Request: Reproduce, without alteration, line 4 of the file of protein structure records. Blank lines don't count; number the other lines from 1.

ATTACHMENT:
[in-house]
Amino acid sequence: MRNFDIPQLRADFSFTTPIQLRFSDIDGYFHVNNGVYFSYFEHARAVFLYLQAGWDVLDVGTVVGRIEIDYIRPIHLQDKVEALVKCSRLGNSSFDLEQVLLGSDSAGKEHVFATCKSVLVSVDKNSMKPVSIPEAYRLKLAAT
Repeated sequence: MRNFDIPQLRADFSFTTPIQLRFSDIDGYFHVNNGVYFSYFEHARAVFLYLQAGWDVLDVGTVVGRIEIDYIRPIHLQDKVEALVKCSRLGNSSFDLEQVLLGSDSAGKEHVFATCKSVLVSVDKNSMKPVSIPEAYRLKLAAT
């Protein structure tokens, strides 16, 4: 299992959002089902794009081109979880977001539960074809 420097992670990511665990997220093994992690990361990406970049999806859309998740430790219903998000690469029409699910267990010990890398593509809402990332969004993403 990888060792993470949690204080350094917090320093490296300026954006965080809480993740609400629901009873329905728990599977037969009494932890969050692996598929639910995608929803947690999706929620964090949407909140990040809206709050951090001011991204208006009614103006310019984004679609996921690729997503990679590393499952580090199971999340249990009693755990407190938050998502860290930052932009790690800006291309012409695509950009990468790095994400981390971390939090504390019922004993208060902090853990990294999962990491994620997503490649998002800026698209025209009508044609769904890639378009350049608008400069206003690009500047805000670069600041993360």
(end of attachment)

């Protein structure tokens, strides 16, 4: 299992959002089902794009081109979880977001539960074809 420097992670990511665990997220093994992690990361990406970049999806859309998740430790219903998000690469029409699910267990010990890398593509809402990332969004993403 990888060792993470949690204080350094917090320093490296300026954006965080809480993740609400629901009873329905728990599977037969009494932890969050692996598929639910995608929803947690999706929620964090949407909140990040809206709050951090001011991204208006009614103006310019984004679609996921690729997503990679590393499952580090199971999340249990009693755990407190938050998502860290930052932009790690800006291309012409695509950009990468790095994400981390971390939090504390019922004993208060902090853990990294999962990491994620997503490649998002800026698209025209009508044609769904890639378009350049608008400069206003690009500047805000670069600041993360």